Montreal architect Alain Carle sometimes finds himself wondering why travellers crave novelty. Why, for instance, do North Americans, who live in orthogonal cities, feel drawn to the twisting alleyways and canal-lined streets of Venice? “If you look at Venice on a map, it’s chaotic,” Carle says. “But somehow, visitors feel at ease there.” The best answer he can come up with is that people are adaptive. Within an astonishingly short time frame, we can turn a new artwork into an old favourite or a strange city into a beloved home. What’s more, we relish the challenge. Part of the appeal of novel experiences is the sense of possibility they give us. When the unfamiliar becomes familiar, we feel our world expanding.
Through his residential designs, Carle explores — and enlarges — the human capacity to acclimatize. His body of work doesn’t have a single aesthetic. It’s defined, rather, by what it rejects: the archetypal postwar house, with its large garages, front-end living spaces, and street-facing windows. “I don’t do cut-and-paste design,” he says. His La Héronnière residence in the Laurentians is an assortment of curves, right angles and horizontal planes atop a cluster of granite outcroppings, and La Charbonnière, in the Charlevoix region, northeast of Quebec City, opens like a telescope onto the St. Lawrence River. When Mathieu Ambroise, an entrepreneur, and his wife, Alexandra, who runs an online clothing store, met Carle at a party in Montreal and mentioned that they were in the market for a home, he advised them to buy something quirky.
“He told us to look for an awkward house,” says Mathieu, “because they make the most interesting redesigns.” They settled on a T-shaped split-level in the garden suburb of Baie-D’Urfé, near the southwestern end of the island. The place had two volumes: a front-facing main space just one storey high and, abutting it at a right angle, a two-floor garage-and-bedroom unit with a windowless southern facade that blocked the sun.
The couple commissioned Carle to transform it into a fluid but monochrome space with expansive voids and off-white walls. “I grew up during the boom of suburbia in Chicago,” says Alexandra, “in a home filled with fancy rugs, grandfather clocks and marble everything,” She’d never loved the maximalist aesthetic, and wanted a house that derived its charm from architecture rather than ostentatious furnishings.
You enter the redesigned house through the side door — discreetly located on the north end of what was the original one-storey volume — and arrive in a dark foyer that takes you to the heart of the building. From there, you can head southward into the old garage, which has been gutted and turned into a double-height living–dining area; downward, where Carle excavated below grade to create an office and TV room; or upward, to the newly added second level — with bedrooms and a play space for the couple’s young son — which cantilevers at an odd angle toward the backyard.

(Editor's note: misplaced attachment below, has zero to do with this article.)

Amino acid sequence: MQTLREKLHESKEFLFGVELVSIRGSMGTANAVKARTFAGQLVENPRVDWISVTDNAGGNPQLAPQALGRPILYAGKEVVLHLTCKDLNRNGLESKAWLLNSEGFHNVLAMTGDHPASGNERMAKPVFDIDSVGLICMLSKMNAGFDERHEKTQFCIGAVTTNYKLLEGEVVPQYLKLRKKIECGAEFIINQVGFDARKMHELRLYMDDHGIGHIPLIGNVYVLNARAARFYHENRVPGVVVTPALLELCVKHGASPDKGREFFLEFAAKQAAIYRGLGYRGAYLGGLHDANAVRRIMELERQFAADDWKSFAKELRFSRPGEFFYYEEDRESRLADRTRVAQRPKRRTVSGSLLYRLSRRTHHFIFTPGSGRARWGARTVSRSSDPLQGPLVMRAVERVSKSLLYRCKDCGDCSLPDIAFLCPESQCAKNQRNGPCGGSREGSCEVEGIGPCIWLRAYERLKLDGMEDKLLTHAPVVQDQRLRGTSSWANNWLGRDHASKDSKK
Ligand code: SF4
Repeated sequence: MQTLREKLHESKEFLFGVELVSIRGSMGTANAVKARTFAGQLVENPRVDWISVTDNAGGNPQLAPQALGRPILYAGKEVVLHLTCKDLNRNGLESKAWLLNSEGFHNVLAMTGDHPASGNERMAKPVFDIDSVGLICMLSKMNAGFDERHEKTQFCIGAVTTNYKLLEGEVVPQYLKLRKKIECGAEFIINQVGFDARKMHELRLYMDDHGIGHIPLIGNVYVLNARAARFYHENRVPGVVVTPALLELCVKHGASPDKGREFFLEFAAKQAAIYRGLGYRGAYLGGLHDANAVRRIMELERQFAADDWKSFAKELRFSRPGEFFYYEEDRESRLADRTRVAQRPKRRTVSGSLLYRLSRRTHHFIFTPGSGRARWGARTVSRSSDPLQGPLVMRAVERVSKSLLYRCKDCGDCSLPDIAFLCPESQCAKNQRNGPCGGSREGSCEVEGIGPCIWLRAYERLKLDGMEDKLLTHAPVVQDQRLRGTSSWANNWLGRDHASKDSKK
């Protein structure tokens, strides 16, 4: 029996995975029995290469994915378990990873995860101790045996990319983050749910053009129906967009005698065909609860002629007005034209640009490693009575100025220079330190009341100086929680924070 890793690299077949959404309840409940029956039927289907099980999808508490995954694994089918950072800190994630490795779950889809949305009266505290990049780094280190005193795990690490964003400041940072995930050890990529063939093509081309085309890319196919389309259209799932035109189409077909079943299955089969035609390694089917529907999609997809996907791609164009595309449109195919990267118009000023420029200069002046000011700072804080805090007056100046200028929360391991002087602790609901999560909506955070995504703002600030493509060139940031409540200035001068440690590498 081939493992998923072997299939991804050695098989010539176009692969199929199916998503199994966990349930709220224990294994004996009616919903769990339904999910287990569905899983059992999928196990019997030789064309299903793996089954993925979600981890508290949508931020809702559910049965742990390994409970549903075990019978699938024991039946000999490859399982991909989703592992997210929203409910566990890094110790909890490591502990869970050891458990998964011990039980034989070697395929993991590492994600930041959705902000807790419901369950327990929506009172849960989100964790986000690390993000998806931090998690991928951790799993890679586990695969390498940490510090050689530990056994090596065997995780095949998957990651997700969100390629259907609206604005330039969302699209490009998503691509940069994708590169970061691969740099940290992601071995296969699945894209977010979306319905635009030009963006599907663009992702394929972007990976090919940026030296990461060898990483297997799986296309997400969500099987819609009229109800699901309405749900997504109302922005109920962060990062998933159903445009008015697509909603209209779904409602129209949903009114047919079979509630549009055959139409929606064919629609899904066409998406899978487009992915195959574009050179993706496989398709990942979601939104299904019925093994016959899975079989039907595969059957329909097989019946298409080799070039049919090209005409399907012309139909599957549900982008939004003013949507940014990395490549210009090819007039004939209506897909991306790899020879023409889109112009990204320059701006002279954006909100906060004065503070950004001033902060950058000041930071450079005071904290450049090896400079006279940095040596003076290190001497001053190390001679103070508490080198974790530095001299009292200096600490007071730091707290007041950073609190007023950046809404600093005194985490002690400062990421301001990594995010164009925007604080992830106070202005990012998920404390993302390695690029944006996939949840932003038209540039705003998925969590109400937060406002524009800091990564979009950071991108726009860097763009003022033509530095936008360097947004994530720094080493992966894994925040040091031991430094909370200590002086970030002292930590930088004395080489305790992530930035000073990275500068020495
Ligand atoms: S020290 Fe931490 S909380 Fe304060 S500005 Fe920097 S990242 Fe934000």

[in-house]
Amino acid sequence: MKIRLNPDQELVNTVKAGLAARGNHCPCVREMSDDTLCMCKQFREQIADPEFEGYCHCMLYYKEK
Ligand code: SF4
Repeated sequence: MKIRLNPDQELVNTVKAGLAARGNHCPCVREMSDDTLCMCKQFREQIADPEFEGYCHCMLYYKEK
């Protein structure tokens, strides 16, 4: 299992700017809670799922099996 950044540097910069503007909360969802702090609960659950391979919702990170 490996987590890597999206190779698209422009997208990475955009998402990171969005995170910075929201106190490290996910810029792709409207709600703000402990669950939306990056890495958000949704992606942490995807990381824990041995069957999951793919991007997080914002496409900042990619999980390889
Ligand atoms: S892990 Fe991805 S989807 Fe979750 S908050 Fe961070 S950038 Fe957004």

Odd angles are a recurring theme. In the front yard, the landscaping slopes toward the lower level, creating a recessed courtyard and making the office feel less like the basement it might have been and more like the luxurious ground-floor amenity it has become. And, in the double-height main space, there’s a single-storey seating area that juts out at a diagonal, altering the shape of the otherwise rectilinear volume.
Everything feels tweaked and torqued. Rather than your typical suburban home, with its rational, front-to-back arrangement, this one radiates, starburst-like, in all directions. It also has its share of surprises: the kitchen is adjacent to the main space but hidden behind folding doors, and the master bedroom is tucked discreetly atop the kitchen.
But despite the irregular layout, the atmosphere is tranquil. The concrete floors and hand-trowelled plaster walls evoke tactility and cleanliness. The accents and millwork — arched doorways, ovoid countertops and dining tables, and a children’s bunk bed with half-moon openings — have similar matte finishes. They don’t feel imposed on their environment; they seem, rather, to have been carved into its bedrock. And each opening has clearly been chosen for its calming effect, from the horizontal windows in the main space that look out onto a row of mature cedars to the second-floor skylight that sends natural light cascading throughout the stairwell.
When Alexandra walks through the abode, she senses a story unfolding: a drama of changing moods and sudden revelations. “I feel hugged when I arrive at the entranceway,” she says. From there, perhaps, she’ll head downstairs or into the main room, where the space opens dramatically. Or she’ll walk upstairs and stand beneath the skylight: “I’ll see clouds taking form against the calm blue sky,” she says. Alexandra and Mathieu have been in the home for over a year, but the sense of novelty hasn’t worn off. “To me, this isn’t just a house,” she adds. “It’s an experience.
An awkward house is reborn as a sublime setting with planes that seem carved from stone.